Nov 03, 2009 01:27 PM|LINK
Good point. I was not thinking. One of the key advantages of ASP.NET MVC over WebForms is easier testability.
However, instead of thinking about comparing when you Moq the database interface, think about this:
if the ASP.NET MVC application runs out of memory when you Moq it, it is likely that you have discovered a problem with ASP.NET MVC memory management (I hope that is not the case; fingers crossed). OTOH, if the memory errors do not happen, then the theory
suggested by Rick (ricka6) might be valid.
Either way, the issue is serious. It reminds me of a company whose accounting software would not run under Windows NT because the NT computers were too fast.
Errors are errors and absolutely the cause must be identified so the errors can be chased away forever.
You are doing some very good investigating. While I can not speak for them, I'm guessing Microsoft will take your investigations very seriously. We (I) can not bet the ranch (although I already have) on ASP.NET MVC if it breaks down as you scale it up.
Nov 03, 2009 04:28 PM|LINK
>>Something is wrong with memory management in the MVC application.
Your right. You've got might have a memory leak in your code. Depending on the application, web forms can have higher memory footprints (viewstate, controls). In some case MVC can have higher memory load. I would investigate where the memory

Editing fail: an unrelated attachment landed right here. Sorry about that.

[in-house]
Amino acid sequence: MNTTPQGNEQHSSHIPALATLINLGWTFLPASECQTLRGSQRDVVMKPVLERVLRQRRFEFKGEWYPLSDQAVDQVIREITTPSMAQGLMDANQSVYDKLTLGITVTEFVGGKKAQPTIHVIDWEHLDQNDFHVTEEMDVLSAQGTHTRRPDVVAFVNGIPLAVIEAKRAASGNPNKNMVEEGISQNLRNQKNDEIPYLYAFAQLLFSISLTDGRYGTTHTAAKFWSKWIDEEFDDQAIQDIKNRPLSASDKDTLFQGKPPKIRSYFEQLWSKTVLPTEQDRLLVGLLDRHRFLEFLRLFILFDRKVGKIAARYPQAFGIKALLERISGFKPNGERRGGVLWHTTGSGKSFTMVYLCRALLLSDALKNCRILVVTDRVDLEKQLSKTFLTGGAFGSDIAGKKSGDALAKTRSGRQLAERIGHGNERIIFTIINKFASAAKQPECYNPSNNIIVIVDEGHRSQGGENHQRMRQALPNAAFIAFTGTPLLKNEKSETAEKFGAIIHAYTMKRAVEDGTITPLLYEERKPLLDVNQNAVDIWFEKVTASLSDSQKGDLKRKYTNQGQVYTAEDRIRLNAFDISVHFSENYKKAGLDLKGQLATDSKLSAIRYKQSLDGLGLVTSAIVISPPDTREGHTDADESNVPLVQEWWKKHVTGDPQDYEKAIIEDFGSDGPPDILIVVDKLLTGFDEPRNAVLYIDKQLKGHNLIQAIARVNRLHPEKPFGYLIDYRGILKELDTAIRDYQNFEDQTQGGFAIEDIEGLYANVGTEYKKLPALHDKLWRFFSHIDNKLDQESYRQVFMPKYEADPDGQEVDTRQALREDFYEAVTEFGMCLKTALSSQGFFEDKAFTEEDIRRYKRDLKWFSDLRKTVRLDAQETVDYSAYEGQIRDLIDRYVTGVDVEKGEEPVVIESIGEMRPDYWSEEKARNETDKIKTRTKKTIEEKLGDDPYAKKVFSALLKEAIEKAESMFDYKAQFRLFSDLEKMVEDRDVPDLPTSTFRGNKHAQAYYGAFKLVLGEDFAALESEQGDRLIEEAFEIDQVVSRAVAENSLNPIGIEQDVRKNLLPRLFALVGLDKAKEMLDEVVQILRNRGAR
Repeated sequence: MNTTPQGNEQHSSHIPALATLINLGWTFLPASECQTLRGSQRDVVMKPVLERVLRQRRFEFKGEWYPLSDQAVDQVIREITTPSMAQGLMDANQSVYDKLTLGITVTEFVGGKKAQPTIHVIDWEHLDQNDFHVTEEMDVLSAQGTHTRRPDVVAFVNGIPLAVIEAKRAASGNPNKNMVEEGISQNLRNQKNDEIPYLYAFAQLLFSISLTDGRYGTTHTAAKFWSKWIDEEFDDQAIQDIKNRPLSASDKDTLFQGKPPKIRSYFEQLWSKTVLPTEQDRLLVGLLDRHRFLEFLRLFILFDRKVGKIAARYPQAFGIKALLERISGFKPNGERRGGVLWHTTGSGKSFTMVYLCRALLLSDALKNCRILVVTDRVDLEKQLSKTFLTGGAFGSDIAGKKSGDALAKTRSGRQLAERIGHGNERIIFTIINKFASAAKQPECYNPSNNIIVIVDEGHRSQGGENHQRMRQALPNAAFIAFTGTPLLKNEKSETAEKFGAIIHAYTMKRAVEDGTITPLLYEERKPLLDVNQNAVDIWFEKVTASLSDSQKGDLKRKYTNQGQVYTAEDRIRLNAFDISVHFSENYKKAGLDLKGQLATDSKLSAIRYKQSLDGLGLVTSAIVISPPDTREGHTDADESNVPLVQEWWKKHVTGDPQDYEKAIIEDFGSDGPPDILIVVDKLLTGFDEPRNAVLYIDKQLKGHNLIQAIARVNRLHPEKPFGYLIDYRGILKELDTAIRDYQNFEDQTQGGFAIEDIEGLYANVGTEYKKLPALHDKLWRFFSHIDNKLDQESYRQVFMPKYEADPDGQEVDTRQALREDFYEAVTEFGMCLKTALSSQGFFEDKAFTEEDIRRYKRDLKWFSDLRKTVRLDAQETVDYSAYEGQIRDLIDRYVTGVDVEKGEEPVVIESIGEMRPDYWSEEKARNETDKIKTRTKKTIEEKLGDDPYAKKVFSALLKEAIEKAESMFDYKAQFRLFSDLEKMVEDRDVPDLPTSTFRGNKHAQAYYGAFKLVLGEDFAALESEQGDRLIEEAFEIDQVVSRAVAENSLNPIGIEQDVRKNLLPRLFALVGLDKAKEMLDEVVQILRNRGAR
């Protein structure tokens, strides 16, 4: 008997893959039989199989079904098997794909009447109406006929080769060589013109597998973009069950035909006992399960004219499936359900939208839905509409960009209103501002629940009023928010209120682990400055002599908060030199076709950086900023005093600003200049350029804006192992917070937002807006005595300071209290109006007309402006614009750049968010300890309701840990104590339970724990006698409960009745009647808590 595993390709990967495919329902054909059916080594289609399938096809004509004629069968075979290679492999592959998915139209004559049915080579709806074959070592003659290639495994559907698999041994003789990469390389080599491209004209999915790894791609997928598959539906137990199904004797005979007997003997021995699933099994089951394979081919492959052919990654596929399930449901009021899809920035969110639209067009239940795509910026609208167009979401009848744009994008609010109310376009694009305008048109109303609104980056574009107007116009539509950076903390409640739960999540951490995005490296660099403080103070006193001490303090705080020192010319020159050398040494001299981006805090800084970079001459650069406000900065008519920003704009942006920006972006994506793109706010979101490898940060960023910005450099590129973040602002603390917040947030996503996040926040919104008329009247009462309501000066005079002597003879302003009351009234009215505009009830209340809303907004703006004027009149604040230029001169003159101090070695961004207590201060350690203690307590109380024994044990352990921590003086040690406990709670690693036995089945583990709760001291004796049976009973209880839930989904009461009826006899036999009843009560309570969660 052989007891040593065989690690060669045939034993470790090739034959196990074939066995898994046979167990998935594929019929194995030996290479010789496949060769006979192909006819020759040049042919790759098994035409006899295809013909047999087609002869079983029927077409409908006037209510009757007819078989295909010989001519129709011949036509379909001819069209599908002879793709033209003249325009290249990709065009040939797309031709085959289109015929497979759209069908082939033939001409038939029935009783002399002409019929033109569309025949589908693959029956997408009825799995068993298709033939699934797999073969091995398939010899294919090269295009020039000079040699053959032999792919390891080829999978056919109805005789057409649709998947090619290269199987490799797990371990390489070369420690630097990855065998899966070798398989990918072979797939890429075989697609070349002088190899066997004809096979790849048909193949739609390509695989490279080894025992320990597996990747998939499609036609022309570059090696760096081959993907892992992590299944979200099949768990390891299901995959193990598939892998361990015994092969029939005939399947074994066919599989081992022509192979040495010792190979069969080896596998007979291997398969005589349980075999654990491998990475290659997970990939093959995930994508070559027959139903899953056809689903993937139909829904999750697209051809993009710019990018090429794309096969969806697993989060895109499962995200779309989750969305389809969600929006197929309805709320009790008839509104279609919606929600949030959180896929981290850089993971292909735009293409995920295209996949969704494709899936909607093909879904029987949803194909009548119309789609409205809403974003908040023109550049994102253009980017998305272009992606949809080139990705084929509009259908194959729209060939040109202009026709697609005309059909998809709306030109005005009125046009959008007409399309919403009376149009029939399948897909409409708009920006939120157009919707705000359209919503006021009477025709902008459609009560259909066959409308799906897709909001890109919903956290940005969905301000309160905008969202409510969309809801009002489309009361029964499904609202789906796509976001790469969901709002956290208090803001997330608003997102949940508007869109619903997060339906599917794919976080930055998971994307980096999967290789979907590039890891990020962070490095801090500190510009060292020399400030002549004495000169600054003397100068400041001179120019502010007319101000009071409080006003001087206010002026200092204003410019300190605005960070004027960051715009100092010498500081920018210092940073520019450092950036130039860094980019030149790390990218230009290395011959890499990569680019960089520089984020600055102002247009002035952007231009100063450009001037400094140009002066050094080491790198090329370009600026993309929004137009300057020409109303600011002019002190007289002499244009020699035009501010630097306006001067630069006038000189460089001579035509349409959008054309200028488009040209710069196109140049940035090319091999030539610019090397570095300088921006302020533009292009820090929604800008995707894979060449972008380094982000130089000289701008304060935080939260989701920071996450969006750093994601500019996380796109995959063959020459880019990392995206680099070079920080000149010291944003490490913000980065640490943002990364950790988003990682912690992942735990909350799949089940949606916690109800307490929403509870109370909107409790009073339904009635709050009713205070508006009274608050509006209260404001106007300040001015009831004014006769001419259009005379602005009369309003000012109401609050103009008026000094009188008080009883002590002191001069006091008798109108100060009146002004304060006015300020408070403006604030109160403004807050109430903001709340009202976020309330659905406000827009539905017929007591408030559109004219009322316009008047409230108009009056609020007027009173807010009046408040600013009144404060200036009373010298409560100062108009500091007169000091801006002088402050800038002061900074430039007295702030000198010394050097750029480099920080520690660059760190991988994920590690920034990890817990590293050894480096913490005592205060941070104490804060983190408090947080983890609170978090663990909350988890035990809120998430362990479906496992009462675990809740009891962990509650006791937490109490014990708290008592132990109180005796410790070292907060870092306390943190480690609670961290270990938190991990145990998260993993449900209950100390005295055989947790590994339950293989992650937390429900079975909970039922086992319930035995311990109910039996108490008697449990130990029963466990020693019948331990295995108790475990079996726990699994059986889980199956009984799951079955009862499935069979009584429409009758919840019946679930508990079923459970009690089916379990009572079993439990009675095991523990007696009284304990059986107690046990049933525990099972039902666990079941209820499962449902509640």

The CLR Profiler has built-in support for ASP.NET applications.
CLR Profiler: http://www.microsoft.com/downloads/details.aspx?FamilyId=A362781C-3870-43BE-8926-862B40AA0CD0&displaylang=en
tmarq has a nice blog of how to use the profiler with ASP.NET:
Nov 03, 2009 05:31 PM|LINK
Thanks for the tips. I'll look at those articles.
In the meantime, I'm increasing the memory in my virtual machine so that I can get better load testing measurements temporarily. I see a 33% increase in sessions per second with MVC. So I hope I can resolve this memory issue with more memory, but this is
not an acceptable long-term solution.
Also, I'm going to replace the Castle Windsor IoC framework with the Unity IoC framework, and see if that makes a difference.
I'll post my results.